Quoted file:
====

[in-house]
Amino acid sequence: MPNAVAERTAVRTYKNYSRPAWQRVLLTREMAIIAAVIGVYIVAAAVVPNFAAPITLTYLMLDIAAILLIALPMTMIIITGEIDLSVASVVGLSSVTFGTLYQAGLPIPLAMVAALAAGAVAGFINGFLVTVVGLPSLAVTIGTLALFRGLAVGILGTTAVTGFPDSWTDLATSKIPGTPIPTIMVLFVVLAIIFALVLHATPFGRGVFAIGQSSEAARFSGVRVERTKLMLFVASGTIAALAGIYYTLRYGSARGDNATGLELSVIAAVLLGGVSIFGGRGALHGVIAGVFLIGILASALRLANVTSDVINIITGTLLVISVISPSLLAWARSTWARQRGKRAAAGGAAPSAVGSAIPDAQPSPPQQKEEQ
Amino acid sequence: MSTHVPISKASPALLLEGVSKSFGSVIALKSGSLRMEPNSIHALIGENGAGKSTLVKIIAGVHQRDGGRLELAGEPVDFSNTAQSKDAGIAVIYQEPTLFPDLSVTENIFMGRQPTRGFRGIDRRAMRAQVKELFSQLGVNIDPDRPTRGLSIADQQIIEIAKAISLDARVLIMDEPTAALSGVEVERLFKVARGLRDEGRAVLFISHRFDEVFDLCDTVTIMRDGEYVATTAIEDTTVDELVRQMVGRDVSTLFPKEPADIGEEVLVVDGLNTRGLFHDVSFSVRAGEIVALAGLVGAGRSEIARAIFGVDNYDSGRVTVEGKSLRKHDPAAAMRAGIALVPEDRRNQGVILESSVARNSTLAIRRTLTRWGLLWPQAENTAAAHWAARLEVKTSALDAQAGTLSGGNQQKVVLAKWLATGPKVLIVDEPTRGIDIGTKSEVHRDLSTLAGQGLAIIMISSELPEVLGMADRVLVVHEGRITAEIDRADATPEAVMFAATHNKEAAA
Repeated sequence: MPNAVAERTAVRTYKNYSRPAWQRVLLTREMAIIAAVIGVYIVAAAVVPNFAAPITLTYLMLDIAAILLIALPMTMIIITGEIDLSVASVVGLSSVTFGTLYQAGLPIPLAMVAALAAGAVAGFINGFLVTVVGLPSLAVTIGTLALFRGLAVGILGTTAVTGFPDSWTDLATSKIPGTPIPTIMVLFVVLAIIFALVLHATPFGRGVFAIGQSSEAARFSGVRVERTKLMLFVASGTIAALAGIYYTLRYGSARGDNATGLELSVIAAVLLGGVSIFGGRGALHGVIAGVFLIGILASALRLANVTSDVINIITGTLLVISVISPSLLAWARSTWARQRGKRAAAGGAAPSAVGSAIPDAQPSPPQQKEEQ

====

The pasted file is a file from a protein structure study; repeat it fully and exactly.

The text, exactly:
[in-house]
Amino acid sequence: MPNAVAERTAVRTYKNYSRPAWQRVLLTREMAIIAAVIGVYIVAAAVVPNFAAPITLTYLMLDIAAILLIALPMTMIIITGEIDLSVASVVGLSSVTFGTLYQAGLPIPLAMVAALAAGAVAGFINGFLVTVVGLPSLAVTIGTLALFRGLAVGILGTTAVTGFPDSWTDLATSKIPGTPIPTIMVLFVVLAIIFALVLHATPFGRGVFAIGQSSEAARFSGVRVERTKLMLFVASGTIAALAGIYYTLRYGSARGDNATGLELSVIAAVLLGGVSIFGGRGALHGVIAGVFLIGILASALRLANVTSDVINIITGTLLVISVISPSLLAWARSTWARQRGKRAAAGGAAPSAVGSAIPDAQPSPPQQKEEQ
Amino acid sequence: MSTHVPISKASPALLLEGVSKSFGSVIALKSGSLRMEPNSIHALIGENGAGKSTLVKIIAGVHQRDGGRLELAGEPVDFSNTAQSKDAGIAVIYQEPTLFPDLSVTENIFMGRQPTRGFRGIDRRAMRAQVKELFSQLGVNIDPDRPTRGLSIADQQIIEIAKAISLDARVLIMDEPTAALSGVEVERLFKVARGLRDEGRAVLFISHRFDEVFDLCDTVTIMRDGEYVATTAIEDTTVDELVRQMVGRDVSTLFPKEPADIGEEVLVVDGLNTRGLFHDVSFSVRAGEIVALAGLVGAGRSEIARAIFGVDNYDSGRVTVEGKSLRKHDPAAAMRAGIALVPEDRRNQGVILESSVARNSTLAIRRTLTRWGLLWPQAENTAAAHWAARLEVKTSALDAQAGTLSGGNQQKVVLAKWLATGPKVLIVDEPTRGIDIGTKSEVHRDLSTLAGQGLAIIMISSELPEVLGMADRVLVVHEGRITAEIDRADATPEAVMFAATHNKEAAA
Repeated sequence: MPNAVAERTAVRTYKNYSRPAWQRVLLTREMAIIAAVIGVYIVAAAVVPNFAAPITLTYLMLDIAAILLIALPMTMIIITGEIDLSVASVVGLSSVTFGTLYQAGLPIPLAMVAALAAGAVAGFINGFLVTVVGLPSLAVTIGTLALFRGLAVGILGTTAVTGFPDSWTDLATSKIPGTPIPTIMVLFVVLAIIFALVLHATPFGRGVFAIGQSSEAARFSGVRVERTKLMLFVASGTIAALAGIYYTLRYGSARGDNATGLELSVIAAVLLGGVSIFGGRGALHGVIAGVFLIGILASALRLANVTSDVINIITGTLLVISVISPSLLAWARSTWARQRGKRAAAGGAAPSAVGSAIPDAQPSPPQQKEEQ